And the seventh econ phase turned out to be the decisive moment. I ended up coming up with four different production schemes. At first, I considered making the jump to cruisers, but that would suck down too much money, so I considered going over to CVs. …And that’s when I looked over Demon’s deployment and had a suspicion that he already had carriers. So, then I looked at going for point-defense and SCs… but rejected that, as I’d be really crippling myself if I was wrong. In the end, I went to bulk DDs (6!), improving a shipyard, and a new base (back in K3, since he was still threatening to work around my flank). Demon bought a new carrier and a set of fighters for it, along with Move 3… and a few decoys.

I also bid to go first again, and dived into the nebula to see what was approaching. That’s when I found out I should have gone with plan #3 (PD and SCs, probably backed up by DDs), as the fighters completely outclassed my DDs, which were wiped out in one round, though I did pick off a fighter (and even that was a mistake, I forgot to treat everyone as “E” in the nebula, so the CVs would have picked off the last DD before I got to shoot). Going into the nebula was probably also a mistake; three of my DDs had defense one, and I tossed that away; on the other hand, I needed to know what was out there.

His new carrier then went out and hit my ‘raiding party’ and… the fighters kept missing, so I managed to kill them for no losses, with the CV retreating out. However, that implied more shipyards than I could handle, and another group was approaching from the far edge, that they would have to deal with. The first carrier force hit my nearby colony, and was alarmed to find a base and 5xDDs waiting there (the bulk of this turn’s production, which had pipelined forward). I lost two DDs, but he lost his entire force, including the CVs.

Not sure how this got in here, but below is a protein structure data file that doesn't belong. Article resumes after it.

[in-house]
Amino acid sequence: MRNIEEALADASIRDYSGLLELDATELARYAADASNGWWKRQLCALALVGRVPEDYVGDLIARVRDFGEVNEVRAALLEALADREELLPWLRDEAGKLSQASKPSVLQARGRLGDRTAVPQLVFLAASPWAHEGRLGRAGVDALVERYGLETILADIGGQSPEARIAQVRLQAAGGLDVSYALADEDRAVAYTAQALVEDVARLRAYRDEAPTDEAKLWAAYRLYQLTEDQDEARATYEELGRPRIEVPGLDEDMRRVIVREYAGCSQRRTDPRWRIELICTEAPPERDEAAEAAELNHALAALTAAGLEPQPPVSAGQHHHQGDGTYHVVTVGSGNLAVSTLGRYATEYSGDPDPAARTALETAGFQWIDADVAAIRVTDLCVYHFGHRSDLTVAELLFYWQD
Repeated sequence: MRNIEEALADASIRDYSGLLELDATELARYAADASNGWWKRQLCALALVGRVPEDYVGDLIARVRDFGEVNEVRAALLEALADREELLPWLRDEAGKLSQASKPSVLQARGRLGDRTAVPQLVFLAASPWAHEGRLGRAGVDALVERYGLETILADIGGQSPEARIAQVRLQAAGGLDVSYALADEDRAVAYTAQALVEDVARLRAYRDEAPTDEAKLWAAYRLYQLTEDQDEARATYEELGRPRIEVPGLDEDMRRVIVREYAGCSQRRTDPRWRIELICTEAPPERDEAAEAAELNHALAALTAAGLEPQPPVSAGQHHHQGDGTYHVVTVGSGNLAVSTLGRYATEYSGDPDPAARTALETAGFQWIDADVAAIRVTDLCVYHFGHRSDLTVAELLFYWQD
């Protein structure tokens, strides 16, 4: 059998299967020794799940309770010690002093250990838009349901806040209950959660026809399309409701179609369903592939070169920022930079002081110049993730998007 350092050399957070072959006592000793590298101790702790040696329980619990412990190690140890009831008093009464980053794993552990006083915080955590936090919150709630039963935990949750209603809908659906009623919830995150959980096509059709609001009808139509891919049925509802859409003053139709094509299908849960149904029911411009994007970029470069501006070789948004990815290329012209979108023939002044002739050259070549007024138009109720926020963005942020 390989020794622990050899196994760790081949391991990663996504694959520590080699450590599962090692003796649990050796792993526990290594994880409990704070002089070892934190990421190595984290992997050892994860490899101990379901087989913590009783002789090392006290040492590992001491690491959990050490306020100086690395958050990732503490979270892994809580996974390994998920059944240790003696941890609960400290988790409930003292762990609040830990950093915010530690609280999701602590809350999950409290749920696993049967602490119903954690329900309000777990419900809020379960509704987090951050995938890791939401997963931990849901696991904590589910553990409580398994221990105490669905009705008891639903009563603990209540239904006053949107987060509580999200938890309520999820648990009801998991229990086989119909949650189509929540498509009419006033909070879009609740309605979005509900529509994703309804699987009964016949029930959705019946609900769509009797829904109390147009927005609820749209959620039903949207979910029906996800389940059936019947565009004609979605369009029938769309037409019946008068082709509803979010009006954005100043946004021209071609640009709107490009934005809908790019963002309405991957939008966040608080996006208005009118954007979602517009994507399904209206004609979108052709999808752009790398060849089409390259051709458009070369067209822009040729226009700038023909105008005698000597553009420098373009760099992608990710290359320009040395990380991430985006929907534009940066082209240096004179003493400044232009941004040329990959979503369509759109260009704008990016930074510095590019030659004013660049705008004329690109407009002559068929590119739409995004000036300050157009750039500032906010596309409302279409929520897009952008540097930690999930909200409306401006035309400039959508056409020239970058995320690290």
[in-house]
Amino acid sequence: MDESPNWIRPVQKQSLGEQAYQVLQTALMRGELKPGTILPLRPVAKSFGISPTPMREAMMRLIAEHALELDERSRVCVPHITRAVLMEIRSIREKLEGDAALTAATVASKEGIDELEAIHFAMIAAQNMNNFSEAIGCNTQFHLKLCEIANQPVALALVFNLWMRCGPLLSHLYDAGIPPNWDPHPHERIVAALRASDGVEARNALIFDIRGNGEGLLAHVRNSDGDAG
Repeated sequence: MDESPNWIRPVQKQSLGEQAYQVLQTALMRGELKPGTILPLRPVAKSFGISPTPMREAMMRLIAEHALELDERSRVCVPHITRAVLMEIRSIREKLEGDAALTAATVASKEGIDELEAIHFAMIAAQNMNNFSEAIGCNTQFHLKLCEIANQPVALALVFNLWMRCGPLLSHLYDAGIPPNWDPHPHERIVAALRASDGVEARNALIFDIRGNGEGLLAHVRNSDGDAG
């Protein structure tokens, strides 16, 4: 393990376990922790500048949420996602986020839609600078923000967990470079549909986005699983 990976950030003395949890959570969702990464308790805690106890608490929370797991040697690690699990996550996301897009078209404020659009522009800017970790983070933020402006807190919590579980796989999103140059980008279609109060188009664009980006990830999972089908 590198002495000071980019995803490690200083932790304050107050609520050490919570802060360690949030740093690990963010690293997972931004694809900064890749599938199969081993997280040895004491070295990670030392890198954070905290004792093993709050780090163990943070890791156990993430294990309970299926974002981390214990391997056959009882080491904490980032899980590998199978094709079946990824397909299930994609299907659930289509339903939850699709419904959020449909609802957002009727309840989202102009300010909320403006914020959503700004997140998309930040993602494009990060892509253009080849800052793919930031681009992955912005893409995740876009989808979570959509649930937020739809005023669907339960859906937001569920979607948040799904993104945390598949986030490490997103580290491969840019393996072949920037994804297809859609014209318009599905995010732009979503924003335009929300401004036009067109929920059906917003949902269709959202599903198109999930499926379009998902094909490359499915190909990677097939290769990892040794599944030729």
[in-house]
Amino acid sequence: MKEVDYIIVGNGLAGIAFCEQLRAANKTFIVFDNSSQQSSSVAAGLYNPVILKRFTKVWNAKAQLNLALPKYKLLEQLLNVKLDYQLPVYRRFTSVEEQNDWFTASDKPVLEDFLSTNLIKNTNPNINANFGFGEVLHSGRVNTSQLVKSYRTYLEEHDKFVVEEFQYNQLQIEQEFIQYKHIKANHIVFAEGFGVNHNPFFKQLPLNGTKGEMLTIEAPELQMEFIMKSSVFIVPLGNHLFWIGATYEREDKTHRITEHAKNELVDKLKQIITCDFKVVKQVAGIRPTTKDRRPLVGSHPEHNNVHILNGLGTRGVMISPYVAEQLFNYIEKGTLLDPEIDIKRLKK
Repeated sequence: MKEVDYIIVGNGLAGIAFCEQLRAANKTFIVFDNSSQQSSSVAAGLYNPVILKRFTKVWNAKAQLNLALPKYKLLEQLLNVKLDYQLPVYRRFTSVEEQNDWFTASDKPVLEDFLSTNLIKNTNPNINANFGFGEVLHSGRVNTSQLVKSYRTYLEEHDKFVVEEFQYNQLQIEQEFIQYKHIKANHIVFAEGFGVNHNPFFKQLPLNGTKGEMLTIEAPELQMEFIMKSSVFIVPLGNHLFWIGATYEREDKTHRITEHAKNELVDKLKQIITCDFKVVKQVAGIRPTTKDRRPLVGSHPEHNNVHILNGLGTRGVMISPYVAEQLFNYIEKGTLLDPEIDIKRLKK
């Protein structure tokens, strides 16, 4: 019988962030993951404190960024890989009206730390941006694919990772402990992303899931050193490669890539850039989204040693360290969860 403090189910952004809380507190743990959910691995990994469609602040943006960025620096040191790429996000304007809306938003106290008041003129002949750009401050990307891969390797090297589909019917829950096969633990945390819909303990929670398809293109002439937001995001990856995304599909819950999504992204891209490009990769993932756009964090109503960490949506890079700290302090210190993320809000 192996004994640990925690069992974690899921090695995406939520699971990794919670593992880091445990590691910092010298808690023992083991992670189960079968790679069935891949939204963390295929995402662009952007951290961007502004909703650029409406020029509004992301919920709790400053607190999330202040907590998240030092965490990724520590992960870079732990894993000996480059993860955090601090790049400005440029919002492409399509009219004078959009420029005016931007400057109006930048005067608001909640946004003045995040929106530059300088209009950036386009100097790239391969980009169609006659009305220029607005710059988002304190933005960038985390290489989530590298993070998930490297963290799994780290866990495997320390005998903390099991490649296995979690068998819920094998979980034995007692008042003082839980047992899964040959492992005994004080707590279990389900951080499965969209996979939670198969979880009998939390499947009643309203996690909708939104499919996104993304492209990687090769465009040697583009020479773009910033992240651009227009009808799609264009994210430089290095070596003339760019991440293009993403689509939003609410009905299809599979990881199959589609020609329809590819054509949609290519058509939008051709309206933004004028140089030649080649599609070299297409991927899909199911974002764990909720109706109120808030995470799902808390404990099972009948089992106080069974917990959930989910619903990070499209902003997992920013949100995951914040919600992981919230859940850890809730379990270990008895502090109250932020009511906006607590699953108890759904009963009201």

Demon built a new pair of CVs (one at each forward yard), but could only afford four new fighters, leaving one undermanned. However, he did get defense 1. I got CA tech, but stuck with 2xDD, a base and a decoy. With a depleted military, I had to fall back before what I assumed was 2-3 fully-loaded carriers. The next econ phase, I bought another base, and a pair of BCs, hoping the jump up in ships would help, and they would fire at the same rank as the fighters. Demon apparently bought two SCs, and more decoys…? I’m not sure where the bulk of the money went, though there’s at least one new SY in the mix, and apparently he got Tactics 1.

Demon also paid to go first, and explored one of the remaining hexes in the center, opening up his routes to me a bit more. With too many things incoming, and too many places to protect, I basically, turtled, and he was still able to hit me where I wasn’t, and took out the forward shipyard as well as the colony. This did mean going away from one of the places I had gathered forces, and so sent the BCs and some spare DDs towards the far edge colony. Also, since I was going last, I could largely repair the damage to my pipelines right before econ, where I just built three new BCs. Demon built a base and a pair of CAs at the planet I was approaching… and more decoys (I think he’s well beyond the counter limit at this point).

Demon knocked out another colony while threatening others, and took out another pipeline. I took out what turned out to be a SC with the new BCs, but at least it promoted them to veterans (our first promotion of the game). But that let him get into the homeworld undefended. It took a few rounds to get the shipyards, but they went down at the cost of one fighter.


I made a number of mistakes, most importantly overestimating his ability to rebuild after I took out both his fleets. Of course, I figured he already had another force being put together, and his use of decoys did a lot to keep me distracted. But the one I felt most keenly at the time was seeing that he’d gone the fighter/carrier route, and discounting it. Of course, he also got a fairly good move advantage, which added to the problems and did a lot to keep me on the defensive.

Demon mentioned it’s the second time he’s done well with a fighter rush on the small two-player map. So, it looks to be a viable strategy for the smaller maps, and certainly, it’s real risky move to counter it with point-defense, because that’s really expensive if you’re wrong. I wouldn’t mind seeing what I can do against it, but of course, the initial surprise is part of it.